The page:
Perhaps somewhat paradoxically, Isidore's take on this tune has a lot more in common with Irish fiddling in the 20th century with its slurred string crossings and bowed triplets.  Erskine instead relies much more heavily on the older French-insprired Gaspesian techniques like repeated note "hooks" to fill out this tune.  My best guess is that these techniques were probably shared among French and English-speaking players on the coast at one time.  This use of the repeated note "hook" (a term Cyril Devouge used) where the same note is bowed consecutively several times in the space of one note is especially evident in the second section of this tune where Erskine hammers out the F# note four times in even succession.  It fascinates me how in a village that was over ninety five percent Irish before about 1960, their native fiddle music shared so much more in common with the older French and Acadian styles in Canada where many Francophone's throughout Quebec used left-hand ornaments and bowing techniques very similar to what fiddlers in Ireland had developed.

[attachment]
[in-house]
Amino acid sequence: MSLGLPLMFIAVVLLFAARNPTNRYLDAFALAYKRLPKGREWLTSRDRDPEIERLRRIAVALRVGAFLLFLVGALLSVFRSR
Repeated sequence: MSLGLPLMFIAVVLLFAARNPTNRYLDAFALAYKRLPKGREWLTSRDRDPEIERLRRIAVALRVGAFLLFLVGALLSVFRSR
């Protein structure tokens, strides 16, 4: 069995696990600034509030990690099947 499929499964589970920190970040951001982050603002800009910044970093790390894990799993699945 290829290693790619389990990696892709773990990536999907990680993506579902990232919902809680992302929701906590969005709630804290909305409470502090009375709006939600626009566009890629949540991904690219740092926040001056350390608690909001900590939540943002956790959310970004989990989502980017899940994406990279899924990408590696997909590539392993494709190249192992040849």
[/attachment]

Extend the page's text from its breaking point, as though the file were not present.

The second tune we will look at today is a charming D tune that Isidore called "Le Polka Piquée" (the Stacatto Polka).  The first part rolls out the over the chord changes, while on the second part Erskine gets some great jaggedy Gaspesian sycopation as was often his custom.  Erskine really rolls this tune out in such a nice gentle way compared to Isidore Soucy's version which as the name implies, is played in a rather heavy, stacatto manner.